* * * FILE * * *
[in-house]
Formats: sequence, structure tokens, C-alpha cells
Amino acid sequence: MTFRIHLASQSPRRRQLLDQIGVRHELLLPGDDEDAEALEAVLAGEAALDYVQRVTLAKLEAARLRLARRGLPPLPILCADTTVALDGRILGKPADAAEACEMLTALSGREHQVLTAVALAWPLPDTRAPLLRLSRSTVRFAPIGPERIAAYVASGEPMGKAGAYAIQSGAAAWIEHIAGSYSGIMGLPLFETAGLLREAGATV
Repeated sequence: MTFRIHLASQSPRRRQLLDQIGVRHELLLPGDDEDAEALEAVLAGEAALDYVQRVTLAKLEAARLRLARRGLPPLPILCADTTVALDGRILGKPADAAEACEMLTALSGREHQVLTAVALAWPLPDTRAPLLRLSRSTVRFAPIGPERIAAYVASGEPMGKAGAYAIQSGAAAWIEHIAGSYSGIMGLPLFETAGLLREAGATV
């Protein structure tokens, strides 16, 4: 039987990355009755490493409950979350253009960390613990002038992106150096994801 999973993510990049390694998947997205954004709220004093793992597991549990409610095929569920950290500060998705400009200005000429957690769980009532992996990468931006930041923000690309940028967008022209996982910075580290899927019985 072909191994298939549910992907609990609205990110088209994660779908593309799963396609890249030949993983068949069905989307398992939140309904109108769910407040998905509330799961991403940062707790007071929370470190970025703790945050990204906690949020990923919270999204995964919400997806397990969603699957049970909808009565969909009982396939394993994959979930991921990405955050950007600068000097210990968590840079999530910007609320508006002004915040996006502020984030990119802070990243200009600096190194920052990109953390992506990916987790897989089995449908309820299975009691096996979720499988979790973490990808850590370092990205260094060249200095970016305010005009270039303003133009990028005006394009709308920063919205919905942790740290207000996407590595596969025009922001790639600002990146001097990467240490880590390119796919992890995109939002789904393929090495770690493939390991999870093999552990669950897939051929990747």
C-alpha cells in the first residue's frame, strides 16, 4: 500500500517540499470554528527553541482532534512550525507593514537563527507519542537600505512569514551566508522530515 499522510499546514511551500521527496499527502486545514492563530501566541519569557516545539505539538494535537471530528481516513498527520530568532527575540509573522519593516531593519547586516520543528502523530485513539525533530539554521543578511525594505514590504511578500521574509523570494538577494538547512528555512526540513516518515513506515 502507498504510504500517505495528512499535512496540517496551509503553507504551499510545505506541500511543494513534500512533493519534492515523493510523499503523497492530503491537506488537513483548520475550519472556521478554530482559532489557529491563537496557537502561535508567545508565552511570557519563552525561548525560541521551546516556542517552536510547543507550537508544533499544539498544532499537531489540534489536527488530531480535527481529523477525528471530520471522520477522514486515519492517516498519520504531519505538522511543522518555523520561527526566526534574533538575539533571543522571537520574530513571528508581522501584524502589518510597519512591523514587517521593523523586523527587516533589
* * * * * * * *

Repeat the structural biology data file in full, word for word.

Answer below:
[in-house]
Formats: sequence, structure tokens, C-alpha cells
Amino acid sequence: MTFRIHLASQSPRRRQLLDQIGVRHELLLPGDDEDAEALEAVLAGEAALDYVQRVTLAKLEAARLRLARRGLPPLPILCADTTVALDGRILGKPADAAEACEMLTALSGREHQVLTAVALAWPLPDTRAPLLRLSRSTVRFAPIGPERIAAYVASGEPMGKAGAYAIQSGAAAWIEHIAGSYSGIMGLPLFETAGLLREAGATV
Repeated sequence: MTFRIHLASQSPRRRQLLDQIGVRHELLLPGDDEDAEALEAVLAGEAALDYVQRVTLAKLEAARLRLARRGLPPLPILCADTTVALDGRILGKPADAAEACEMLTALSGREHQVLTAVALAWPLPDTRAPLLRLSRSTVRFAPIGPERIAAYVASGEPMGKAGAYAIQSGAAAWIEHIAGSYSGIMGLPLFETAGLLREAGATV
């Protein structure tokens, strides 16, 4: 039987990355009755490493409950979350253009960390613990002038992106150096994801 999973993510990049390694998947997205954004709220004093793992597991549990409610095929569920950290500060998705400009200005000429957690769980009532992996990468931006930041923000690309940028967008022209996982910075580290899927019985 072909191994298939549910992907609990609205990110088209994660779908593309799963396609890249030949993983068949069905989307398992939140309904109108769910407040998905509330799961991403940062707790007071929370470190970025703790945050990204906690949020990923919270999204995964919400997806397990969603699957049970909808009565969909009982396939394993994959979930991921990405955050950007600068000097210990968590840079999530910007609320508006002004915040996006502020984030990119802070990243200009600096190194920052990109953390992506990916987790897989089995449908309820299975009691096996979720499988979790973490990808850590370092990205260094060249200095970016305010005009270039303003133009990028005006394009709308920063919205919905942790740290207000996407590595596969025009922001790639600002990146001097990467240490880590390119796919992890995109939002789904393929090495770690493939390991999870093999552990669950897939051929990747």
C-alpha cells in the first residue's frame, strides 16, 4: 500500500517540499470554528527553541482532534512550525507593514537563527507519542537600505512569514551566508522530515 499522510499546514511551500521527496499527502486545514492563530501566541519569557516545539505539538494535537471530528481516513498527520530568532527575540509573522519593516531593519547586516520543528502523530485513539525533530539554521543578511525594505514590504511578500521574509523570494538577494538547512528555512526540513516518515513506515 502507498504510504500517505495528512499535512496540517496551509503553507504551499510545505506541500511543494513534500512533493519534492515523493510523499503523497492530503491537506488537513483548520475550519472556521478554530482559532489557529491563537496557537502561535508567545508565552511570557519563552525561548525560541521551546516556542517552536510547543507550537508544533499544539498544532499537531489540534489536527488530531480535527481529523477525528471530520471522520477522514486515519492517516498519520504531519505538522511543522518555523520561527526566526534574533538575539533571543522571537520574530513571528508581522501584524502589518510597519512591523514587517521593523523586523527587516533589